Travel trainers use the information from all the assessments, including meetings with parents, and teachers (if using a non-school based trainer) to develop a travel training program.
Travel trainers need:
- knowledge and experience in planning for students who are referred for travel training including making adjustments
- to be able to break a skill down into smaller, teachable steps – known as a task analysis
- skills in a variety of assessment methods and using the results to plan and monitor a training program
- the ability to communicate and collaborate well with parent/carers and school staff.
- to be able to motivate students
- enthusiasm, people skills and the ability to mentor others.
Decisions about the overall travel training process could also include the:
- role of parents
- role of the class teacher and the school
- role of outside providers
- funding sources such as the NDIS, school funds, parents and community groups.
Student-centred planning for travel training
A quality travel training program depends on:
Travel training is a learner-centred training process, with the goal of promoting independent and safe use of public transport.
Teachers and school staff commit to work/plan collaboratively with students, parents, specialist support staff and transport providers to address individual student needs.
Planning needs to carefully consider the local resources available for the student/family/school and community. This might include practical and human resources such as local transport companies and disability service providers.
Student's skills, motivation and commitment
Successful travel training requires a practical assessment of skills, motivation and commitment.
An essential element for successful travel training. Parent queries and concerns should be anticipated, respected, and prepared for, school staff and trainers need to obtain parent cooperation and consent before starting a group or individual training program.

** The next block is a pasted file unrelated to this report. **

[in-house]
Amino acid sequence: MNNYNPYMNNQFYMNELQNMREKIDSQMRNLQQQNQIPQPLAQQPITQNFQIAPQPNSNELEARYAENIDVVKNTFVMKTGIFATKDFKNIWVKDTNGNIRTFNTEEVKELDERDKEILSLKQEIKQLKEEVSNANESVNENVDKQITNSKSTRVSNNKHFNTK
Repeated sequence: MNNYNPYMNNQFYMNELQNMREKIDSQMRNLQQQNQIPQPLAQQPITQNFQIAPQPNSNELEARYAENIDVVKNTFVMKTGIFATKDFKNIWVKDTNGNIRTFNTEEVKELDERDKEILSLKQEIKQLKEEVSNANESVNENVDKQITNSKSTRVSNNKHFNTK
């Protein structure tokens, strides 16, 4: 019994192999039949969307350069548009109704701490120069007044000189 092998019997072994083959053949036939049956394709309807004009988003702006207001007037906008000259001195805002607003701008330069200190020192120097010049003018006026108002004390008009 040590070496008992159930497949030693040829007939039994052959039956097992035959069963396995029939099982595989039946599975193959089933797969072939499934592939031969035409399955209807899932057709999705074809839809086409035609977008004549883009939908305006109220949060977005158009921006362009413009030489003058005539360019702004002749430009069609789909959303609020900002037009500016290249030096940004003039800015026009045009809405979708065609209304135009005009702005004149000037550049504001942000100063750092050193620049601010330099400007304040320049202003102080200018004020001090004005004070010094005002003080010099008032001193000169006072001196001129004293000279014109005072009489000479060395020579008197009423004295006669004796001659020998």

Travel training can be promoted to parents through newsletters, individual planning meetings with teachers and school open or transition days.
Skill and selection of the trainer
Knowledge, communication, enthusiasm, problem solving skills and the ability to make adjustments for students with disability are important attributes in selecting a travel trainer.
Proximity to appropriate transport
Consider the local public/community transport options available and their location to the student's home/school.
Risk assessment and planned strategies to minimise risk
Well thought out planning is the key to success in travel training.
How does a trainer know when a student has learnt a skill during travel training?
Trainers develop personalised plans for students and part of this planning may include observation checklists or a 'task analysis' for students learning new skills.
Prompting sequences with tasks work on a most-to-least approach and they are a valuable way of assessing skill mastery.
Some examples of prompt codes are listed below. For more detailed examples of observation and competency checklist please refer to the Resources section below.
Please note a trainer would need to decide how long to wait between prompts as part of a student's individual travel training plan.
Sample travel training tasks
- Identify and navigate route for bus/train
- Walk safely to bus/train station. Crossing safely at the following points: normal street corners/roads, pedestrian crossings, traffic lights
- Opal card ready for bus arrival
- Can identify bus/train number
- Use Opal top-up machine at station
- Ask for assistance from the appropriate person in a clear loud voice and tell the destination they are going
- Act safely, maturely and appropriately on public transport
- Identify stop and disembark locations
- Navigate return route home.
Examples of levels of prompting when assessing and teaching travel skills
0 = No assistance/fully independent
1 = Indirect verbal prompt/instruction
2 = Gestural prompt
3 = Direct verbal prompt/instruction
4 = Modelling prompt
5 = Minimal physical prompt
6 = Full physical prompt
7 = Unsuccessful trial
N/A = Not applicable
P = Physical prompt
V = verbal prompt
G/M/V = Gesture/model/visual prompt
+ = Independent
CA = Competent, NYC = Not yet competent, P = prompting – verbal or physical